Posts Tagged ‘caregiving’

Caregivers Need Care Too—How to Help, Effectively

Tuesday, September 24th, 2019

Littman Krooks Elder LawCaring for a loved one is a labor of love, very often with an emphasis on the work. Caregivers bear an incredible weight in making sure that their loved one is getting what they need while their own life is put on hold. Burnout is common. 

 

With good intentions and a little forethought though, a small amount of kindness to a caregiver can go a long way. The key to being an effective helper is to act with the caregiver in mind, to give them what they want, not what you think they need.

 

Get Personal

 

If you know the caregiver and have an idea of their situation and what they enjoy, you can focus on something from which you know they would benefit. For example, if they have always taken pride in their yard but have not been able to find time to take care of it as well as they usually do, ask if you can weed the garden or cut the grass (or hire someone who can). If they have a hobby, help them be able to do that activity by caring for their loved one or by performing other tasks. If you do not know the person well, you can ask someone who does what they would enjoy or offer something that is generally enjoyable or helpful. 

 

Be prepared for them to decline your offer caregivers may not want to burden anyone or feel awkward about accepting help. You may need to offer again later and remind them that you want to help.

 

You may need to be creative in how you facilitate giving them a hand. If they are anxious or unable, to leave the person they care for, then try to figure out how to accommodate that. Otherwise, your offer to help may cause more stress than good.

 

Show Up

 

Forget about asking the caregiver to let you know when/if they need anything. Chances are good that they will either never ask or have no clue how to respond to an open-ended request. Instead, make a specific offer and follow through. 

 

A small break from the endless responsibility of being a caregiver can be very refreshing. Take something off the caregiver’s plate. Pick up some groceries or an indulgent treat and drop it off to them. Sit and listen to them talk. Help with chores. Watch a movie together. There is no need to spend money or obsess over what to do. Simple, thoughtful gestures are often enough and very much appreciated.

 

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Traveling Tips for Families with a Loved One with Alzheimer’s

Monday, September 9th, 2013

If you have a loved one with Alzheimer’s or other dementia, you may be apprehensive about bringing your family member with you when traveling. However, with a little bit of careful planning, you and your loved one can enjoy a safe trip.

Before deciding on travel details, consider what would be best for the safety and comfort of your loved one with Alzheimer’s. People in the early stages of the disease often enjoy travel, but for some the experience is overwhelming. Keep your family member’s preferences and limitations in mind when choosing your transportation method. The best journey is one that does not unduly disrupt your loved one’s daily routine. A person with dementia is likely to prefer a destination that is familiar or that involves visiting loved ones.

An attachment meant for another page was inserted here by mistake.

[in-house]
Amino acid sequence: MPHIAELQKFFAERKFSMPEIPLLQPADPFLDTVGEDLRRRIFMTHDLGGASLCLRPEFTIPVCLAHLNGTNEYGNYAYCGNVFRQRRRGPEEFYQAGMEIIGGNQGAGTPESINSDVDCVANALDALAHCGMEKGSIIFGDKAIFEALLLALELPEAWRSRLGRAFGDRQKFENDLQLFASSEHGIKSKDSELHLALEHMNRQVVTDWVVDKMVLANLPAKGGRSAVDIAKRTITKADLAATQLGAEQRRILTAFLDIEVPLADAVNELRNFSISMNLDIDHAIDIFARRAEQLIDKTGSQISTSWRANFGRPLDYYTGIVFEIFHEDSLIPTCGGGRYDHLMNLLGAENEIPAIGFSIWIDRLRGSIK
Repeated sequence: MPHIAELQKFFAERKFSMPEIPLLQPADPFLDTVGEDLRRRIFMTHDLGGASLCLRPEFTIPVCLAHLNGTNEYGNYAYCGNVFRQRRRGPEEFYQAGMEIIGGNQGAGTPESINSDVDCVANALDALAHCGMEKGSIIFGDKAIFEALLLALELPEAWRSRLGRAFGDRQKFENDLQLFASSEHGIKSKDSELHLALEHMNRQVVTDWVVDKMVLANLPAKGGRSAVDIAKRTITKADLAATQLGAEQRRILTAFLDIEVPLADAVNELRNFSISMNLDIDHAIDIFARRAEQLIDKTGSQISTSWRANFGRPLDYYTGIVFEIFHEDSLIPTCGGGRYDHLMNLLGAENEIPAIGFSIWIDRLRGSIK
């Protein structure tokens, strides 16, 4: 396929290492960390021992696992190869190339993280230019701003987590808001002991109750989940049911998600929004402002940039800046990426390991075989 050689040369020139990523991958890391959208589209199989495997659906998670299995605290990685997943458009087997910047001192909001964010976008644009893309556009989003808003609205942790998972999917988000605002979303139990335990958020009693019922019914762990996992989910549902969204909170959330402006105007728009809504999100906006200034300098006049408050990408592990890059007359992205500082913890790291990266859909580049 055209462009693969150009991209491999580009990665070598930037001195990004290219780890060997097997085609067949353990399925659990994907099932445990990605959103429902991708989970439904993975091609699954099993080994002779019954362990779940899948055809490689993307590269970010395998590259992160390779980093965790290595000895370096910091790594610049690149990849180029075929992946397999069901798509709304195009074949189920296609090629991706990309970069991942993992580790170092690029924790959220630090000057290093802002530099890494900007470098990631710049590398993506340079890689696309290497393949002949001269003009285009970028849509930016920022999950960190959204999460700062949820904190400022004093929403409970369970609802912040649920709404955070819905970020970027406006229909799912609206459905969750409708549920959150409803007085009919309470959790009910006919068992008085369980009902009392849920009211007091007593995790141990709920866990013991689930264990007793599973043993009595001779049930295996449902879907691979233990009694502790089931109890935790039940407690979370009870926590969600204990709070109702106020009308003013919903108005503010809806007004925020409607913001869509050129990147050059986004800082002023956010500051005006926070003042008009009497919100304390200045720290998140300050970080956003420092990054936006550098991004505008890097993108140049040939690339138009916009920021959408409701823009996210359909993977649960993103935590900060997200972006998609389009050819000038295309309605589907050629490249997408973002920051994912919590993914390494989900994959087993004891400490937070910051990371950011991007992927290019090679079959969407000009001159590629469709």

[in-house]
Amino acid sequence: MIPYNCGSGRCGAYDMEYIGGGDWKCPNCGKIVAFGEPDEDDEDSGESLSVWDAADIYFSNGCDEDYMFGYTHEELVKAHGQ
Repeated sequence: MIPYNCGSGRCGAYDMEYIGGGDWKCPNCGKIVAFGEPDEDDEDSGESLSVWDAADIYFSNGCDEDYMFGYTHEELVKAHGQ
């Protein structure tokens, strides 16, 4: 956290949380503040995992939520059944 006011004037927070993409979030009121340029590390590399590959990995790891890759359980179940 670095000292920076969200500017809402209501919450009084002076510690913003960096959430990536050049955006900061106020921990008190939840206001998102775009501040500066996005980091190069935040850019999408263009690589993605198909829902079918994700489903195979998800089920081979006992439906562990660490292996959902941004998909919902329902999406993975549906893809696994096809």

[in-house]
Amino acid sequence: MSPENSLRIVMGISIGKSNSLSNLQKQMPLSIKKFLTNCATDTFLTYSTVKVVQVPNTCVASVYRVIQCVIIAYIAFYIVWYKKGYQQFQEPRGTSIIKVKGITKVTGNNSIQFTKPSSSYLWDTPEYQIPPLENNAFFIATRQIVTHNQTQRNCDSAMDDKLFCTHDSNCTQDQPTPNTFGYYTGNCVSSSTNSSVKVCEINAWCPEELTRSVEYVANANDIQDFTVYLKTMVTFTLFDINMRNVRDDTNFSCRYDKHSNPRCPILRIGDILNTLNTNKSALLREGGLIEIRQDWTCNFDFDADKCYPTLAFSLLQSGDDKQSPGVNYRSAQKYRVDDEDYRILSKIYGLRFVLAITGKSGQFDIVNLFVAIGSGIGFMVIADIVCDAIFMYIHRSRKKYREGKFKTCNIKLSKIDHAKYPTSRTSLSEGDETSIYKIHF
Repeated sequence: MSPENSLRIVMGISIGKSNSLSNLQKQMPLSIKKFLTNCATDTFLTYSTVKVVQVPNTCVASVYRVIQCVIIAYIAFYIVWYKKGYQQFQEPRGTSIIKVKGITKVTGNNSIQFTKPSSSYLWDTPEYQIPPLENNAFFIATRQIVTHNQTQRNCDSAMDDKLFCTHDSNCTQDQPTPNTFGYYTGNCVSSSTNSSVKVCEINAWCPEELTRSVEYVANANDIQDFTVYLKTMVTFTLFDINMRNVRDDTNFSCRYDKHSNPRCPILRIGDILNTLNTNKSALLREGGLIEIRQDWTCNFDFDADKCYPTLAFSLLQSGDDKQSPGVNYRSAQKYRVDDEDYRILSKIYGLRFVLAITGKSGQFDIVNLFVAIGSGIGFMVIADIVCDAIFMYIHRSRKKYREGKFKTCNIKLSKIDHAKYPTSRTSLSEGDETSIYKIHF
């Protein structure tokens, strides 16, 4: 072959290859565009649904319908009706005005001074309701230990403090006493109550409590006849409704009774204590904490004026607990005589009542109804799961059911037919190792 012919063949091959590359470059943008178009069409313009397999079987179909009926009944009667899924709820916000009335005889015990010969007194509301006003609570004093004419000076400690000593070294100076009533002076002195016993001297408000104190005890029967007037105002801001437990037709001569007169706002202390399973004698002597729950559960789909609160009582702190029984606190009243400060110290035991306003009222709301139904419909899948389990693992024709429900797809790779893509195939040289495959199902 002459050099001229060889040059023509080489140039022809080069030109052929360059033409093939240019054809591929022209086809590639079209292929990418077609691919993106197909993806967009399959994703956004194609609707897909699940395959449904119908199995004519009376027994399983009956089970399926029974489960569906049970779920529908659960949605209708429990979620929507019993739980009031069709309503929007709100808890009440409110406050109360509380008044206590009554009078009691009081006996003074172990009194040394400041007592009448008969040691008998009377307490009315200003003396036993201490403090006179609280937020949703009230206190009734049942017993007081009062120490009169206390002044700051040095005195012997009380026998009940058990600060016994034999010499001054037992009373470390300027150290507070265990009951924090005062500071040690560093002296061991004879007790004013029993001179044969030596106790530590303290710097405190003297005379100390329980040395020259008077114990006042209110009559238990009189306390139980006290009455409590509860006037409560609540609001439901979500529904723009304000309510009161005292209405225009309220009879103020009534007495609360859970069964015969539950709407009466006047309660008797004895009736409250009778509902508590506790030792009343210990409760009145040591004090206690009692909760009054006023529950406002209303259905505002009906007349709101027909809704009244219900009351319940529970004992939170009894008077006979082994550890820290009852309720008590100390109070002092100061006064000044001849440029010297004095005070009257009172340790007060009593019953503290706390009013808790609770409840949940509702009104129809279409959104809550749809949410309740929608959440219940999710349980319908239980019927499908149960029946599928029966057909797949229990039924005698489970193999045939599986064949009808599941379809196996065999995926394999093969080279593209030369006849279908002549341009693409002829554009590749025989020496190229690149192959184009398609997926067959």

Navigating airport security can be difficult for someone with dementia; if you must travel by air, consider informing the airline of your needs ahead of time. Even if a wheelchair is not necessary, it may be a good idea for your family member’s comfort and because you will have an airline employee to help you get around the airport.

During the trip, be aware of the fact that a change in environment can be a trigger for wandering, and take precautions. Also be sure to keep essentials on hand such as a comfortable change of clothes, all prescribed medications, snacks and drinking water. You should also bring important documents such as copies of any living will or advanced health care directives, health insurance cards, and doctors’ names and contact information.

For more information about our elder law services, visit www.elderlawnewyork.com.

 

Phrasing Affects Do Not Resuscitate Choices

Wednesday, July 10th, 2013

 

Researchers at the University of Pittsburgh recently studied what factors affect the decisions of people who are designated health care surrogates for a loved one. The researchers showed 252 people a video simulation of an actor posing as a doctor appraising them of a certain health condition and asking whether the patient should be resuscitated. They found that the way information is phrased makes a significant difference in what the health care surrogate chooses.

The study, developed in part by Dr. Amber Barnato and published in Critical Care Medicine, found that two factors made the biggest difference in the decision. One factor was whatever the health care surrogate believed other people in the same situation had chosen. When people were told that most people want CPR to be performed if the patient’s heart stopped in a certain situation, 64 percent also wanted CPR to be tried. If they were told that most people do not choose for CPR to be performed, then only 48 percent chose CPR.

The other significant factor was whether the “doctor” in the video used the phrase “allow a natural death” rather than the phrase “do not resuscitate.” When the latter phrase was used, 61 percent chose for CPR to be performed, but that figure dropped to 49 percent when the phrase “allow a natural death” was used.

Other factors had little effect. Expressions of sympathy from the “doctor,” being shown a photo of the loved one, or being asked to think about the choice from the perspective of the loved one all made little or no difference in the choice.

 

How to Become a Caregiver Coach in Westchester County

Friday, June 28th, 2013

Westchester County has introduced a new initiative to train volunteers to become caregiver coaches. This is a unique way to volunteer your time to help local families and contribute to an innovative community project.